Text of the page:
Two special issues on Plynlimon have been produced in Hydrology and Earth System Sciences 1(3), 1997 and 11(1), 2007

More recent significant papers arising from work with Plynlimon data are:

Johnson, R., 1998. The forest cycle and low river flows: a review of UK and international studies. Forest Ecology and Management, 109(1), pp.1-7.

Kirchner, J.W., Feng, X. and Neal, C., 2000. Fractal stream chemistry and its implications for contaminant transport in catchments. Nature, 403(6769), pp.524-527.

Stott, T. and Marks, S., 2000. Effects of plantation forest clearfelling on stream temperatures in the Plynlimon experimental catchments, mid-Wales. Hydrology and Earth System Sciences Discussions, 4(1), pp.95-104.

Kirchner, J.W., Feng, X. and Neal, C., 2001. Catchment-scale advection and dispersion as a mechanism for fractal scaling in stream tracer concentrations. Journal of hydrology, 254(1), pp.82-101.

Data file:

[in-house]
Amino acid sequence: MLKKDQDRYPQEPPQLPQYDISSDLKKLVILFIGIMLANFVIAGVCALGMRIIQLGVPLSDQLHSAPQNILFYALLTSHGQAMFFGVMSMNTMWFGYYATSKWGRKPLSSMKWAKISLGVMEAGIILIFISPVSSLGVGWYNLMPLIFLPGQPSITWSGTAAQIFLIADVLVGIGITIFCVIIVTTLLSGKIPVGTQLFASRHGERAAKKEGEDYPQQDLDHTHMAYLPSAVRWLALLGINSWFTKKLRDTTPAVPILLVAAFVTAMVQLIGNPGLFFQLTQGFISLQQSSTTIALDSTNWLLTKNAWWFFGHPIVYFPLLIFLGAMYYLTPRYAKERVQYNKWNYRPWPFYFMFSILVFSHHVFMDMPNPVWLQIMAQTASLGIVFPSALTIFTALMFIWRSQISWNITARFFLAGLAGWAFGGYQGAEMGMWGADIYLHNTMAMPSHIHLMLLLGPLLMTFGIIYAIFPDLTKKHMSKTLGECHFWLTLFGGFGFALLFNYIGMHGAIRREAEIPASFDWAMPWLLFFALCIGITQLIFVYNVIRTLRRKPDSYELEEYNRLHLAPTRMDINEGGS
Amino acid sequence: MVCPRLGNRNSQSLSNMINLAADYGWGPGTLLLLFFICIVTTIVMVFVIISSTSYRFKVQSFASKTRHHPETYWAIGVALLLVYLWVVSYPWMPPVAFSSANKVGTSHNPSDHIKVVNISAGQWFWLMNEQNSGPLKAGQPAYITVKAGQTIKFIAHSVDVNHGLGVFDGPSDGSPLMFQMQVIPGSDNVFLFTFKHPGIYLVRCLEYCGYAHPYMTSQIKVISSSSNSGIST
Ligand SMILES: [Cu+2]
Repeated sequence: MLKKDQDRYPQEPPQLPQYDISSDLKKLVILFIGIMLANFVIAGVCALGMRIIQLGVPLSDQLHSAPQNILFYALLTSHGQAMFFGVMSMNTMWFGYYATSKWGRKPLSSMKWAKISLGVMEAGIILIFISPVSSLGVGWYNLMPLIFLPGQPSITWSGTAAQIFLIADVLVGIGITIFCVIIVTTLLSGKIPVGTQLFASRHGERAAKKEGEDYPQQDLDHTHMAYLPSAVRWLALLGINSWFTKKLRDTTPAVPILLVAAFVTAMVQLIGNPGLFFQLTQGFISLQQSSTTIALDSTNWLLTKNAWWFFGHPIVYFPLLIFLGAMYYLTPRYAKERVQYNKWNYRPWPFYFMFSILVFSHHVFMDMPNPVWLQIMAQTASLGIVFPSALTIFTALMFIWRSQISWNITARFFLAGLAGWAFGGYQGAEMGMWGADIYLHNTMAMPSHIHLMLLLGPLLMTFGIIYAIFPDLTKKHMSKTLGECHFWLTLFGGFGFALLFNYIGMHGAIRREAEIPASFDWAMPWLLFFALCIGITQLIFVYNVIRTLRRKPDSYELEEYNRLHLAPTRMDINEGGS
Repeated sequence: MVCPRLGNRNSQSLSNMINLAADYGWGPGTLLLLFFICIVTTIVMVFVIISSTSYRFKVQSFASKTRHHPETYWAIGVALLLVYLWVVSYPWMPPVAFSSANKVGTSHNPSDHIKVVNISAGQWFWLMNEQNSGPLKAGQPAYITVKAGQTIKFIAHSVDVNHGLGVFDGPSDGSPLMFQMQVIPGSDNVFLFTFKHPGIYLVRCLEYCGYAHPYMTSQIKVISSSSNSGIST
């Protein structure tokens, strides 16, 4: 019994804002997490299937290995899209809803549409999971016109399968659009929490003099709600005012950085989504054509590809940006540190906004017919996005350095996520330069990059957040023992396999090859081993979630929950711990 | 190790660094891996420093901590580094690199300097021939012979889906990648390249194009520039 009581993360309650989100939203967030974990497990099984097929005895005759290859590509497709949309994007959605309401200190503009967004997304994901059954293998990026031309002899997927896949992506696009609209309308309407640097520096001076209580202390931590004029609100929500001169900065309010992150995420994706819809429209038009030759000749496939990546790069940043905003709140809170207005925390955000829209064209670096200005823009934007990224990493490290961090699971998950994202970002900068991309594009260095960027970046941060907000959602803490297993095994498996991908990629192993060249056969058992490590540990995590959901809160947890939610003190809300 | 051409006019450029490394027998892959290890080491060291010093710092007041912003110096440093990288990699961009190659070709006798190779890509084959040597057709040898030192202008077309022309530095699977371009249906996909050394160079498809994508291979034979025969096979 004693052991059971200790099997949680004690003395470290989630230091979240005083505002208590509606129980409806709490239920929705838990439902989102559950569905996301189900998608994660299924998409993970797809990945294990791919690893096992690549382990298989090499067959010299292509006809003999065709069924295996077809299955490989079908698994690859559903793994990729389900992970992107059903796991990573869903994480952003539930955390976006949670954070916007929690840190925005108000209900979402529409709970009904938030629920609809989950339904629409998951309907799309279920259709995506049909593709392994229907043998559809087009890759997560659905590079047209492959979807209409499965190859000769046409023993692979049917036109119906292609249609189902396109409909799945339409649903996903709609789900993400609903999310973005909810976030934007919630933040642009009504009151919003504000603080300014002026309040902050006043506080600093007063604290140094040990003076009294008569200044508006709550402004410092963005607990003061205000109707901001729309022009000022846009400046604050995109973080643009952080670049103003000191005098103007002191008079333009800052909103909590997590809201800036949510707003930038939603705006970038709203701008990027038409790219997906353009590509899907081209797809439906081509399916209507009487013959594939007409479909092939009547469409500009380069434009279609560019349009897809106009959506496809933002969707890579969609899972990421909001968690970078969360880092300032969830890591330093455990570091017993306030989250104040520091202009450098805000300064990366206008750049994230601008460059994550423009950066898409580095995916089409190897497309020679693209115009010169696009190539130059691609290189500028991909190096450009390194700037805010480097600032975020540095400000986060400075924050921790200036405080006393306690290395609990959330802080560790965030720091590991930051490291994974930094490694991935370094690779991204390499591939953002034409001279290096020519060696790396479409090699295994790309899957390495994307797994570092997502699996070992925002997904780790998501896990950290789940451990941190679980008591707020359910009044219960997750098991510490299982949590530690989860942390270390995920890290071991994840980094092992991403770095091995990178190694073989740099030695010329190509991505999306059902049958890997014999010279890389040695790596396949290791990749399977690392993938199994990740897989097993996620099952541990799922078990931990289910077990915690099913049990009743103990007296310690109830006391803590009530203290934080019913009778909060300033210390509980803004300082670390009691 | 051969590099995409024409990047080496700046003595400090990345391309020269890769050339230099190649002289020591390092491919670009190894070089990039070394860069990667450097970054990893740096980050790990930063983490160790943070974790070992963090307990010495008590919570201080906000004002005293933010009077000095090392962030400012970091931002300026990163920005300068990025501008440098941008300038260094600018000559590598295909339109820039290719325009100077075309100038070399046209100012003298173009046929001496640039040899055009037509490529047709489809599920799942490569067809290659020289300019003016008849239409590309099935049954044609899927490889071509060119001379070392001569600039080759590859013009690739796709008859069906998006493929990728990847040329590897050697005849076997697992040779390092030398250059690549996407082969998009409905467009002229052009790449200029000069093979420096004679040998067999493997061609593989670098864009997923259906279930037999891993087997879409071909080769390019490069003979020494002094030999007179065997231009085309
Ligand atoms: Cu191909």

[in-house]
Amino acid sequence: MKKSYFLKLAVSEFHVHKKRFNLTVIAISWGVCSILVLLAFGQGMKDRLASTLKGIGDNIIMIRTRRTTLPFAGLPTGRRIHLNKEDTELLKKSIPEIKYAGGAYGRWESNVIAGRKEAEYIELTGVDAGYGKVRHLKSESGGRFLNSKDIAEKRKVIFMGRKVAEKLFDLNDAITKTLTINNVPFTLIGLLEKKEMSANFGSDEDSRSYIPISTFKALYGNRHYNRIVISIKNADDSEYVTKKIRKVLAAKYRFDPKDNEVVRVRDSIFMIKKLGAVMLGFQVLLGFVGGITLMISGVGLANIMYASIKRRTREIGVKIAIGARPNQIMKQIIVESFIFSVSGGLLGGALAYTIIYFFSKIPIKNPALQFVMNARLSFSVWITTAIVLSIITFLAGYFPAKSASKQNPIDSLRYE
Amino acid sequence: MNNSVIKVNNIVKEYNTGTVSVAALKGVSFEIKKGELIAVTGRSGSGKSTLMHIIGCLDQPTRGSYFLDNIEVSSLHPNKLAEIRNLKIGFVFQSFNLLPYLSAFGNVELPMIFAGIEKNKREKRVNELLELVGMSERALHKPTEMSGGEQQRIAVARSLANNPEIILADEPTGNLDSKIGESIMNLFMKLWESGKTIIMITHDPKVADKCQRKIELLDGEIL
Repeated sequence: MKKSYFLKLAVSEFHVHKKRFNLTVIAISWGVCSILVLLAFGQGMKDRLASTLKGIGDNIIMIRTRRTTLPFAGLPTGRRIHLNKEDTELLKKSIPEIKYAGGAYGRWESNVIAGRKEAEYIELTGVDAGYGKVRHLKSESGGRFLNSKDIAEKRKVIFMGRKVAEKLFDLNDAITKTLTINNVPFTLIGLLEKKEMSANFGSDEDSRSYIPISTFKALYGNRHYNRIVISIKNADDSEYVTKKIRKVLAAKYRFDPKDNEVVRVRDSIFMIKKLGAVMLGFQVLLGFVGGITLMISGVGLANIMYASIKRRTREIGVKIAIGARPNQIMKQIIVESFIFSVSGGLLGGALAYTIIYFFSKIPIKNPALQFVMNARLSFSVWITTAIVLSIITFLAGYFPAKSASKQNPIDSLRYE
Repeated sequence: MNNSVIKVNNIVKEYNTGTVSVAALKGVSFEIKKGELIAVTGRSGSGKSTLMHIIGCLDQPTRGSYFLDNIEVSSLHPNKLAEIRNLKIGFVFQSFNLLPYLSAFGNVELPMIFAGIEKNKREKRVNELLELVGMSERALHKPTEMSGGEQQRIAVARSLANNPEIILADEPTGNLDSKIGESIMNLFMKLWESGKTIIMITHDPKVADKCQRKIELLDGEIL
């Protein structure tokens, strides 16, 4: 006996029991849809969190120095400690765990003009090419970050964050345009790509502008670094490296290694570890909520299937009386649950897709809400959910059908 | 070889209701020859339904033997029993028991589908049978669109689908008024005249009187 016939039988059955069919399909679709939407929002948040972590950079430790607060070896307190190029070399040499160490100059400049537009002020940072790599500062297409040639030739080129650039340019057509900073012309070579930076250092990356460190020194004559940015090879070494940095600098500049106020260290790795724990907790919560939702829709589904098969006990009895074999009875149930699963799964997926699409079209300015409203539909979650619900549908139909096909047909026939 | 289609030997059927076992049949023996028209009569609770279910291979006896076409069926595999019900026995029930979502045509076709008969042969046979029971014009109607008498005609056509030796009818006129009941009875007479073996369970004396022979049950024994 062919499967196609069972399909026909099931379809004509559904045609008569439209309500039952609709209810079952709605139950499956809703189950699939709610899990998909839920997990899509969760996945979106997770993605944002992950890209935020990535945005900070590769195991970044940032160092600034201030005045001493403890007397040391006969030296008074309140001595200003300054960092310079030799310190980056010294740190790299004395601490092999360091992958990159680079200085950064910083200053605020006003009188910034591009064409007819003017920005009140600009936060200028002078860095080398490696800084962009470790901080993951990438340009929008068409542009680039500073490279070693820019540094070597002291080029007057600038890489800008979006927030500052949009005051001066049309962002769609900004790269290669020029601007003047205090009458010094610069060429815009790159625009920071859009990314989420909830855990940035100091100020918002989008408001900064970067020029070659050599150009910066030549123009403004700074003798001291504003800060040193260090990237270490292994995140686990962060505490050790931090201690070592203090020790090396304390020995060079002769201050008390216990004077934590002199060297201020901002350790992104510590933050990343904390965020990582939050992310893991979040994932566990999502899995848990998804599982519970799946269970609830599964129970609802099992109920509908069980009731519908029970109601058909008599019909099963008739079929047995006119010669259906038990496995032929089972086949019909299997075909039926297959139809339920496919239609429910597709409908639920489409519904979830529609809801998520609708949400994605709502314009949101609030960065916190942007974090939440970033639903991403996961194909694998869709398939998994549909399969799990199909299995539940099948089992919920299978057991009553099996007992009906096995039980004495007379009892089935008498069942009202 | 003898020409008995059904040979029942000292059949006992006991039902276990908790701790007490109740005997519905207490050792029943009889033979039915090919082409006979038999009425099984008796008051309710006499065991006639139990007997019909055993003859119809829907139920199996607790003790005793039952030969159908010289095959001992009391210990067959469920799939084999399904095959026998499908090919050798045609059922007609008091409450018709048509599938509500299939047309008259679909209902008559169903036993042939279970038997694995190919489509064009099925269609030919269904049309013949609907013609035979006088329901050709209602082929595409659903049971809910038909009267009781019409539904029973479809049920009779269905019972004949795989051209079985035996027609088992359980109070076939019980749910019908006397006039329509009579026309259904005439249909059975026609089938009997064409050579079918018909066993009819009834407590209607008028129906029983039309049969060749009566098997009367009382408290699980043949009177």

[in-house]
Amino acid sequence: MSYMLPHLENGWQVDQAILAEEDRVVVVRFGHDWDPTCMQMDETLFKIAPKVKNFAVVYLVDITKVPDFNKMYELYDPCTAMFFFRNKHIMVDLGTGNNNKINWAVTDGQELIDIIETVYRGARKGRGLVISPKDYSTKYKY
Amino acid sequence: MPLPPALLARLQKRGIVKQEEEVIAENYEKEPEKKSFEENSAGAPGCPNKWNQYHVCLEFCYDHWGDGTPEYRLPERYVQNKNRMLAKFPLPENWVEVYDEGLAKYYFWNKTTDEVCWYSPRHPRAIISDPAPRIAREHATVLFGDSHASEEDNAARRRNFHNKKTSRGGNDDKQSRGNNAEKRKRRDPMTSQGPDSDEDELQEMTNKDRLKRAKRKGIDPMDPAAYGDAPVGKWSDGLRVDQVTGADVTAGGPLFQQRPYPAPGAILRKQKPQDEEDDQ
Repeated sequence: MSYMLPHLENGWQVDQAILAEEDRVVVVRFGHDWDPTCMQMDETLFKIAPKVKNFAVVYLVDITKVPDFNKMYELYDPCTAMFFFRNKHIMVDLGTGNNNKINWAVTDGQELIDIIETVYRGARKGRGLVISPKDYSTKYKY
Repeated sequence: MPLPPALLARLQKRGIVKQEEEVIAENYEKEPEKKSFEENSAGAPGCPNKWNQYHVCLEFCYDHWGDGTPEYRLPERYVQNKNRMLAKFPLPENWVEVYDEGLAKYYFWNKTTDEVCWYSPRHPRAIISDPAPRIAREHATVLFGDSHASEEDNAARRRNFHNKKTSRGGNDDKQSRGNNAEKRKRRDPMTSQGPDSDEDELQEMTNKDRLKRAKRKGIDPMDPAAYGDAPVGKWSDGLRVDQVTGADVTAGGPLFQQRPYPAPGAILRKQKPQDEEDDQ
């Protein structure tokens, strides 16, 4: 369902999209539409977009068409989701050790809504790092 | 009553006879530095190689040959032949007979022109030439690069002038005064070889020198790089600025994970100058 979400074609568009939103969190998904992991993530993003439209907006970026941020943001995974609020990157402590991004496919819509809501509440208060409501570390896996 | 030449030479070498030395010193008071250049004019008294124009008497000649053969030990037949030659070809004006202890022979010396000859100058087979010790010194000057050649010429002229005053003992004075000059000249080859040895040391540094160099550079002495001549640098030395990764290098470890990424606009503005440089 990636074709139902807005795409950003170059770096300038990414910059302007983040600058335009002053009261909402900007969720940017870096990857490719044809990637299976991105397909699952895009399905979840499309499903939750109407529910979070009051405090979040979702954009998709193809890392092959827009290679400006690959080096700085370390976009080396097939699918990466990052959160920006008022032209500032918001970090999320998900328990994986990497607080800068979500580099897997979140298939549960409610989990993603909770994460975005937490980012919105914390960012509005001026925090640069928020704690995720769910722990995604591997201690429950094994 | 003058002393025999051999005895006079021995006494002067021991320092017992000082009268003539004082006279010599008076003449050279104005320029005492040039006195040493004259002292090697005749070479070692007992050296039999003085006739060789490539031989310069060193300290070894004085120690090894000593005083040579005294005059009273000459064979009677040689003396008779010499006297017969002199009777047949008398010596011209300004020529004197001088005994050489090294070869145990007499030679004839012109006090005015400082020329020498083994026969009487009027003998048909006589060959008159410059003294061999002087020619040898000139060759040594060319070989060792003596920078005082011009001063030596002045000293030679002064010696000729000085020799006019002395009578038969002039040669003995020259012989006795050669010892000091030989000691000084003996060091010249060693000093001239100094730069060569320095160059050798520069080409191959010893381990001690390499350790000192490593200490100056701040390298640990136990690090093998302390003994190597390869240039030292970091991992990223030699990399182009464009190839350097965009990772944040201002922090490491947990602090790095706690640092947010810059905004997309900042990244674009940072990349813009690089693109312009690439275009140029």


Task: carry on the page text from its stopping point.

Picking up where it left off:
Foster, H.J., Lees, M.J., Wheater, H.S., Neal, C. and Reynolds, B., 2001. A hydrochemical modelling framework for combined assessment of spatial and temporal variability in stream chemistry: application to Plynlimon, Wales. Hydrology and Earth System Sciences Discussions, 5(1), pp.49-58.

Neal, C., Reynolds, B., Neal, M., Pugh, B., Hill, L. and Wickham, H., 2001. Long-term changes in the water quality of rainfall, cloud water and stream water for moorland, forested and clear-felled catchments at Plynlimon, mid-Wales. Hydrology and Earth System Sciences Discussions, 5(3), pp.459-476.

Neal, C., Reynolds, B., Neal, M., Hughes, S., Wickham, H., Hill, L., Rowland, P. and Pugh, B., 2003. Soluble reactive phosphorus levels in rainfall, cloud water, throughfall, stemflow, soil waters, stream waters and groundwaters for the Upper River Severn area, Plynlimon, mid Wales. Science of the total environment, 314, pp.99-120.